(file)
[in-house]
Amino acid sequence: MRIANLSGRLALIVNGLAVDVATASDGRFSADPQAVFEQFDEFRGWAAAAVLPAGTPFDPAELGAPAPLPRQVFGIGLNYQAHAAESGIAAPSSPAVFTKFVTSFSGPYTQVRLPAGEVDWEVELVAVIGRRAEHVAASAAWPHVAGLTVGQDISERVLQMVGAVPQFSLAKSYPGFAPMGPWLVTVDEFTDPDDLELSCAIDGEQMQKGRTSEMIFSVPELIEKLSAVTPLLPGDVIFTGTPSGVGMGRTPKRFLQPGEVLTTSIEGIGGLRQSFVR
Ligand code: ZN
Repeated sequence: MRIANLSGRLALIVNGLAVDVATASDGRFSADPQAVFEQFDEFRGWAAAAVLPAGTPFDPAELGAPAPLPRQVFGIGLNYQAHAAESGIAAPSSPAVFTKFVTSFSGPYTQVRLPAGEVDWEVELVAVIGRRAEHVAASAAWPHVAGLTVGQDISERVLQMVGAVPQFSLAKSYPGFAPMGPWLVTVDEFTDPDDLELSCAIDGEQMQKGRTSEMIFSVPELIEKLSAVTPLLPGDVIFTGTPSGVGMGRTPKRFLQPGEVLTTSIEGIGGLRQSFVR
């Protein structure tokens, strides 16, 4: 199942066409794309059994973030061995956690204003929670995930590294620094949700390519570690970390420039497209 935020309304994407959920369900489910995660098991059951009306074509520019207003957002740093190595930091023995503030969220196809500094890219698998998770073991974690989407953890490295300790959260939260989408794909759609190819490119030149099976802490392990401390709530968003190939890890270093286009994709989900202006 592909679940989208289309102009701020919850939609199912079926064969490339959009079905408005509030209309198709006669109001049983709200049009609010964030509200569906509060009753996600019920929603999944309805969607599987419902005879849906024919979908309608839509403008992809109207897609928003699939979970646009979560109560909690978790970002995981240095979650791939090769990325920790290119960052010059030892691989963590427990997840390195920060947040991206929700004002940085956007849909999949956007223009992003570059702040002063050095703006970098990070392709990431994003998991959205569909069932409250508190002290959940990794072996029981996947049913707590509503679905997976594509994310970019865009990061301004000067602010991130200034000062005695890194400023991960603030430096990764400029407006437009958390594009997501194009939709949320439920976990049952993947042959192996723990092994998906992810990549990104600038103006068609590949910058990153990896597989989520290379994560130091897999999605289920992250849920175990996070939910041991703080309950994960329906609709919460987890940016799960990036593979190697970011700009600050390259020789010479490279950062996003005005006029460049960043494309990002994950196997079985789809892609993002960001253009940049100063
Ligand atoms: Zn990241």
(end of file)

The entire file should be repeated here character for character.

[in-house]
Amino acid sequence: MRIANLSGRLALIVNGLAVDVATASDGRFSADPQAVFEQFDEFRGWAAAAVLPAGTPFDPAELGAPAPLPRQVFGIGLNYQAHAAESGIAAPSSPAVFTKFVTSFSGPYTQVRLPAGEVDWEVELVAVIGRRAEHVAASAAWPHVAGLTVGQDISERVLQMVGAVPQFSLAKSYPGFAPMGPWLVTVDEFTDPDDLELSCAIDGEQMQKGRTSEMIFSVPELIEKLSAVTPLLPGDVIFTGTPSGVGMGRTPKRFLQPGEVLTTSIEGIGGLRQSFVR
Ligand code: ZN
Repeated sequence: MRIANLSGRLALIVNGLAVDVATASDGRFSADPQAVFEQFDEFRGWAAAAVLPAGTPFDPAELGAPAPLPRQVFGIGLNYQAHAAESGIAAPSSPAVFTKFVTSFSGPYTQVRLPAGEVDWEVELVAVIGRRAEHVAASAAWPHVAGLTVGQDISERVLQMVGAVPQFSLAKSYPGFAPMGPWLVTVDEFTDPDDLELSCAIDGEQMQKGRTSEMIFSVPELIEKLSAVTPLLPGDVIFTGTPSGVGMGRTPKRFLQPGEVLTTSIEGIGGLRQSFVR
């Protein structure tokens, strides 16, 4: 199942066409794309059994973030061995956690204003929670995930590294620094949700390519570690970390420039497209 935020309304994407959920369900489910995660098991059951009306074509520019207003957002740093190595930091023995503030969220196809500094890219698998998770073991974690989407953890490295300790959260939260989408794909759609190819490119030149099976802490392990401390709530968003190939890890270093286009994709989900202006 592909679940989208289309102009701020919850939609199912079926064969490339959009079905408005509030209309198709006669109001049983709200049009609010964030509200569906509060009753996600019920929603999944309805969607599987419902005879849906024919979908309608839509403008992809109207897609928003699939979970646009979560109560909690978790970002995981240095979650791939090769990325920790290119960052010059030892691989963590427990997840390195920060947040991206929700004002940085956007849909999949956007223009992003570059702040002063050095703006970098990070392709990431994003998991959205569909069932409250508190002290959940990794072996029981996947049913707590509503679905997976594509994310970019865009990061301004000067602010991130200034000062005695890194400023991960603030430096990764400029407006437009958390594009997501194009939709949320439920976990049952993947042959192996723990092994998906992810990549990104600038103006068609590949910058990153990896597989989520290379994560130091897999999605289920992250849920175990996070939910041991703080309950994960329906609709919460987890940016799960990036593979190697970011700009600050390259020789010479490279950062996003005005006029460049960043494309990002994950196997079985789809892609993002960001253009940049100063
Ligand atoms: Zn990241």